Participating in gravel races can be an enriching way to extend your love of gravel riding. The “races” are often more like large gravel festivals, amplifying the inclusive and fun vibe that attracts so many riders to the gravel scene. While there are a small handful of riders at the pointy end of a race looking to win or podium, the vast majority of riders are there for other reasons. Why might you consider entering a gravel race?
Gravel racing can add a new challenge to your regular riding routine. If you ask most riders at the start of a race what their primarily goal is, most will say simply to finish. You will find this same shared sense of spirit in the gravel pack – riders there to help and encourage each other to the finish line rather than beat another person there. If you are a goal-driven type of person, gravel racing can give your riding more structure and added purpose – aiming to get ready for that big event-mid summer helps you log the winter base miles. A gravel race can also be a way to challenge yourself. To push yourself farther, to dig deep and find out what you are made of. And can give you the sense of accomplishment of having completed something you were unsure you could.
Many gravel cyclists enjoy the experience of riding in a new area. A race promoter will typically select the best and most scenic areas of her/his local riding area to showcase the natural beauty. A gravel race is a great way to find the best gravel riding in a new location. Each race borrows parts of its personality from its geographic area, and from the vision of the race promotor. I vividly recall the first time I crested the rise outside Emporia, KS on the Dirty Kanza, when I first laid eyes on the vast open, sweeping green plains of central Kansas, with nothing in view but a sinewy dirt track winding its way across the open plains, with a bright lycra-clad peloton snaking its way along the dirt track. That image still gives me the butterflies many years later.
As the popularity of gravel racing has grown, it has attracted more of the top professional riders. To a person, they often remark on how refreshing it is to get away from the constraints and competitive atmosphere of their usual racing scene; they find the joy in riding gravel that has been missing from their regular professional workday. I’ve hobnobbed and chatted with pros at gravel events, and they are always easy to approach, ready to be just one of the regular folks. It is fun to line up in the same event as some of the best cyclists in the world, even if I never see them again after the start gun goes off.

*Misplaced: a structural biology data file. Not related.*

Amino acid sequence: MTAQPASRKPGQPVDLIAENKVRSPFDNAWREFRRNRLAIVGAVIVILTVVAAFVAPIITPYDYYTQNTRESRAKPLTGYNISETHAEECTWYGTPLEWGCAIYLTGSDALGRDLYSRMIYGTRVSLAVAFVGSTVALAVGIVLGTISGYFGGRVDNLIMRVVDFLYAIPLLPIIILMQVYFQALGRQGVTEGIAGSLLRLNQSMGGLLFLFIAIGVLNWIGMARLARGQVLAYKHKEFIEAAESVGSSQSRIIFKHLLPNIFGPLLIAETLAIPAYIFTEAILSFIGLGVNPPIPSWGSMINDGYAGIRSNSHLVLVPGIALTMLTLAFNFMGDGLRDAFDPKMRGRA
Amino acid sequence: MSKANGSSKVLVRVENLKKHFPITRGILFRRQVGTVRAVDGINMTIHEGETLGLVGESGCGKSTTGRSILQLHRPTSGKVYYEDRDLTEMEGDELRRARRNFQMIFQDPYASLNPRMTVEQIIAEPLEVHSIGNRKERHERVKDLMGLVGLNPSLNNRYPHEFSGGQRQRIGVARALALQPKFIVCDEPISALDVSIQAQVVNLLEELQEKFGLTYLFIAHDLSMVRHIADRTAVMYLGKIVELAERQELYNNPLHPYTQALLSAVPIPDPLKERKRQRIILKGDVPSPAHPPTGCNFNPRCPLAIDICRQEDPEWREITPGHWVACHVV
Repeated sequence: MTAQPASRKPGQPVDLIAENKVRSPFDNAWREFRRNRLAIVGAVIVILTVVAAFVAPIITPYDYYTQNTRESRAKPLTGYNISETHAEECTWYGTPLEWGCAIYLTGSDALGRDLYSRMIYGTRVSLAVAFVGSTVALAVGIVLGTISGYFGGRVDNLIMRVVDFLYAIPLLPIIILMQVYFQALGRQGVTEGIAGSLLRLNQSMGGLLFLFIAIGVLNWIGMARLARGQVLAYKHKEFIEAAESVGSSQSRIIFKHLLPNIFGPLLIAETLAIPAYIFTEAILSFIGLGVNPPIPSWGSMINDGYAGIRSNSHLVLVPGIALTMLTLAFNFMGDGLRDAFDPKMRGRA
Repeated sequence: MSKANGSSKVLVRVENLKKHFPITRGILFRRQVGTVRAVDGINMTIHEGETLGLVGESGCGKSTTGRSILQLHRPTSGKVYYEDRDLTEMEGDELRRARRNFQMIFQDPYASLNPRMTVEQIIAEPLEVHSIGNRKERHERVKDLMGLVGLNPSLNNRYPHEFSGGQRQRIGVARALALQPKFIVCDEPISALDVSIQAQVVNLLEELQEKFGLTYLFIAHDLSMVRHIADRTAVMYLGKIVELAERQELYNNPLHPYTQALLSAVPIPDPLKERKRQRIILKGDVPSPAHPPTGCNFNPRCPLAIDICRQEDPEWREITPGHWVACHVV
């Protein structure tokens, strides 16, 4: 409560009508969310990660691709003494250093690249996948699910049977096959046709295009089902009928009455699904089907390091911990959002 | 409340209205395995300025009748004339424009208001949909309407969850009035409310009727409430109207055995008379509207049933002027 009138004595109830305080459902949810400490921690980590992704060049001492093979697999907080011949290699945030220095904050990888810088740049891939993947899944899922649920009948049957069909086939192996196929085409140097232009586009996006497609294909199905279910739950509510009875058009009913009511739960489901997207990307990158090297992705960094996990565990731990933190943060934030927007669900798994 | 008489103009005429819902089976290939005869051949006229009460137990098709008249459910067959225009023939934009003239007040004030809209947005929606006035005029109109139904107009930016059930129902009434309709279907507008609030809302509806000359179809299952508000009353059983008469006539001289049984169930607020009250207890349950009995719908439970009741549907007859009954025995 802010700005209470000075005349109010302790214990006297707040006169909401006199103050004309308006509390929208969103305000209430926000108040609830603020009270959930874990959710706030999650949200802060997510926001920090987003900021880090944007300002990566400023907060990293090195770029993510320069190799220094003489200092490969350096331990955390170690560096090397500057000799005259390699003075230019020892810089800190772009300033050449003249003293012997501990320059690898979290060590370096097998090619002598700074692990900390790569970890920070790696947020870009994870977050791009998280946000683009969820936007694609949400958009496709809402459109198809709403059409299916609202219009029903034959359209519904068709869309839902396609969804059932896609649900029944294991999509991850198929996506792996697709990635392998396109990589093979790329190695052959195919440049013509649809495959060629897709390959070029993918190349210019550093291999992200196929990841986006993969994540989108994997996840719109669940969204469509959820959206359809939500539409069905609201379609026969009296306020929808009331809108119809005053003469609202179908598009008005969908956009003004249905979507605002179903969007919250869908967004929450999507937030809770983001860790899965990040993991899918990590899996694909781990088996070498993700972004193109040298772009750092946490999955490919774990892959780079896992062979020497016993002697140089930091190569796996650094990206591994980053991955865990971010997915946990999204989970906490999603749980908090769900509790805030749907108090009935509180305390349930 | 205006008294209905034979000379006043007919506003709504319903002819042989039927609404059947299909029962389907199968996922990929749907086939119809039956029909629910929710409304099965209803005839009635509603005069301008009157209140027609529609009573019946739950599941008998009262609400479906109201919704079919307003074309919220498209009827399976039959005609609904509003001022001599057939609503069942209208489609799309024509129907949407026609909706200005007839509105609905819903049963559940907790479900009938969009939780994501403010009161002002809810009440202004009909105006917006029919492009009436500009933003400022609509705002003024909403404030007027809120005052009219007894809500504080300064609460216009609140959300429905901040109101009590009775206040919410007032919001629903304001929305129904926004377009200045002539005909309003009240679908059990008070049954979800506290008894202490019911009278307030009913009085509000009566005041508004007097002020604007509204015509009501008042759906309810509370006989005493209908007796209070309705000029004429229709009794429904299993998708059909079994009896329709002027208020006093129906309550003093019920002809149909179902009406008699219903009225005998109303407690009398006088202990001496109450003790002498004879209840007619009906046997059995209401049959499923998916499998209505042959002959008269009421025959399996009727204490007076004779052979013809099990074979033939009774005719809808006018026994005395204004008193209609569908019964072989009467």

Ultimately the gravel race is what you want to make of it. There is no right or wrong way to encounter the race; it’s there for you to define it on your own terms.
The best way to get started is to find a gravel race in your local area. This removes most of the travel logistics and expense barriers, and you will sometimes race on roads which are already familiar to you. Ask your riding friends about local gravel races. Find a distance that matches your fitness and ability. Keep in mind that a gravel race on rough, hilly roads can feel like a similar paved bicycle race of twice the distance, so pick a distance that is well within your capabilities to ensure a good first experience. It can also be helpful to sign up with a friend, especially if they are of similar ability and can ride with you. The list of races at the bottom of this page includes a few smaller, local Ohio races.
Nutrition & Hydration
It is important to get the hydration and nutrition part of racing right. If you are pushing yourself harder, in distance and/or pace, your body will need the right fuel to perform well. The best way to prepare, of course, is to practice. Practice riding similar distances over similar terrain and then experiment with eating and drinking to know what your body needs. If it is not possible to exactly simulate the race environment, race-specific knowledge can be helpful. There are often multiple race stories and blogs on the internet to mine for helpful information.